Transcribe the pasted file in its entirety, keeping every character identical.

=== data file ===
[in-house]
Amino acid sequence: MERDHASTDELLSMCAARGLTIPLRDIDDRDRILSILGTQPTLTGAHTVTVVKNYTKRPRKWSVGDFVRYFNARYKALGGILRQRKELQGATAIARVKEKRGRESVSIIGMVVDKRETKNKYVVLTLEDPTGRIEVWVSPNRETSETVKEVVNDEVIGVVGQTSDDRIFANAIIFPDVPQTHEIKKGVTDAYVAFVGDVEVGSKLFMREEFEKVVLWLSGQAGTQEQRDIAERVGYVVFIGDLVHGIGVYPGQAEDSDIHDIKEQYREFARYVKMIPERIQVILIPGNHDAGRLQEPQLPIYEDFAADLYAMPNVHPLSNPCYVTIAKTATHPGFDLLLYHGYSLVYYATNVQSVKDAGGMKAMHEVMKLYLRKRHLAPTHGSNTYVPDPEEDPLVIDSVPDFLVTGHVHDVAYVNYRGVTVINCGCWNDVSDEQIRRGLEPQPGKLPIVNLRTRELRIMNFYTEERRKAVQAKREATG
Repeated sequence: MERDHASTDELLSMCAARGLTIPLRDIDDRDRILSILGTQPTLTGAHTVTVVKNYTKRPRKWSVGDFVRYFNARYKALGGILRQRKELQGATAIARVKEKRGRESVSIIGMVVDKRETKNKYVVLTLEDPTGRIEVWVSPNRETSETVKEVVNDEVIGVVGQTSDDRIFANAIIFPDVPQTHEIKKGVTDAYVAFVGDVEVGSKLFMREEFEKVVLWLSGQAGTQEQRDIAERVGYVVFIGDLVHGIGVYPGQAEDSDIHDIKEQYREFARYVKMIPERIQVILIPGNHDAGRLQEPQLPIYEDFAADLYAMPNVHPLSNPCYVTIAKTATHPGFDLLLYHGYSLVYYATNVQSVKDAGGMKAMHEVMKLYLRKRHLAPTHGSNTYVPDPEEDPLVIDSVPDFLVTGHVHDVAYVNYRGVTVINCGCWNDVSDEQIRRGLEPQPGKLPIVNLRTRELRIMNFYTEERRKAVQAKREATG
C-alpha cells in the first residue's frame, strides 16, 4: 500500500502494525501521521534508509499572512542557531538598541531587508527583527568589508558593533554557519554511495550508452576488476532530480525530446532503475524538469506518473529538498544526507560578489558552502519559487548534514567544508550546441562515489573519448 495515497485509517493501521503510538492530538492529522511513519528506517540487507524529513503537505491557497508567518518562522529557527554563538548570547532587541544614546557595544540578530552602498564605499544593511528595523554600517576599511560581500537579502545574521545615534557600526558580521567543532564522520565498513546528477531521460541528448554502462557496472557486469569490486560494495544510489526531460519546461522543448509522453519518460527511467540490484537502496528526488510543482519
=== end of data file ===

[in-house]
Amino acid sequence: MERDHASTDELLSMCAARGLTIPLRDIDDRDRILSILGTQPTLTGAHTVTVVKNYTKRPRKWSVGDFVRYFNARYKALGGILRQRKELQGATAIARVKEKRGRESVSIIGMVVDKRETKNKYVVLTLEDPTGRIEVWVSPNRETSETVKEVVNDEVIGVVGQTSDDRIFANAIIFPDVPQTHEIKKGVTDAYVAFVGDVEVGSKLFMREEFEKVVLWLSGQAGTQEQRDIAERVGYVVFIGDLVHGIGVYPGQAEDSDIHDIKEQYREFARYVKMIPERIQVILIPGNHDAGRLQEPQLPIYEDFAADLYAMPNVHPLSNPCYVTIAKTATHPGFDLLLYHGYSLVYYATNVQSVKDAGGMKAMHEVMKLYLRKRHLAPTHGSNTYVPDPEEDPLVIDSVPDFLVTGHVHDVAYVNYRGVTVINCGCWNDVSDEQIRRGLEPQPGKLPIVNLRTRELRIMNFYTEERRKAVQAKREATG
Repeated sequence: MERDHASTDELLSMCAARGLTIPLRDIDDRDRILSILGTQPTLTGAHTVTVVKNYTKRPRKWSVGDFVRYFNARYKALGGILRQRKELQGATAIARVKEKRGRESVSIIGMVVDKRETKNKYVVLTLEDPTGRIEVWVSPNRETSETVKEVVNDEVIGVVGQTSDDRIFANAIIFPDVPQTHEIKKGVTDAYVAFVGDVEVGSKLFMREEFEKVVLWLSGQAGTQEQRDIAERVGYVVFIGDLVHGIGVYPGQAEDSDIHDIKEQYREFARYVKMIPERIQVILIPGNHDAGRLQEPQLPIYEDFAADLYAMPNVHPLSNPCYVTIAKTATHPGFDLLLYHGYSLVYYATNVQSVKDAGGMKAMHEVMKLYLRKRHLAPTHGSNTYVPDPEEDPLVIDSVPDFLVTGHVHDVAYVNYRGVTVINCGCWNDVSDEQIRRGLEPQPGKLPIVNLRTRELRIMNFYTEERRKAVQAKREATG
C-alpha cells in the first residue's frame, strides 16, 4: 500500500502494525501521521534508509499572512542557531538598541531587508527583527568589508558593533554557519554511495550508452576488476532530480525530446532503475524538469506518473529538498544526507560578489558552502519559487548534514567544508550546441562515489573519448 495515497485509517493501521503510538492530538492529522511513519528506517540487507524529513503537505491557497508567518518562522529557527554563538548570547532587541544614546557595544540578530552602498564605499544593511528595523554600517576599511560581500537579502545574521545615534557600526558580521567543532564522520565498513546528477531521460541528448554502462557496472557486469569490486560494495544510489526531460519546461522543448509522453519518460527511467540490484537502496528526488510543482519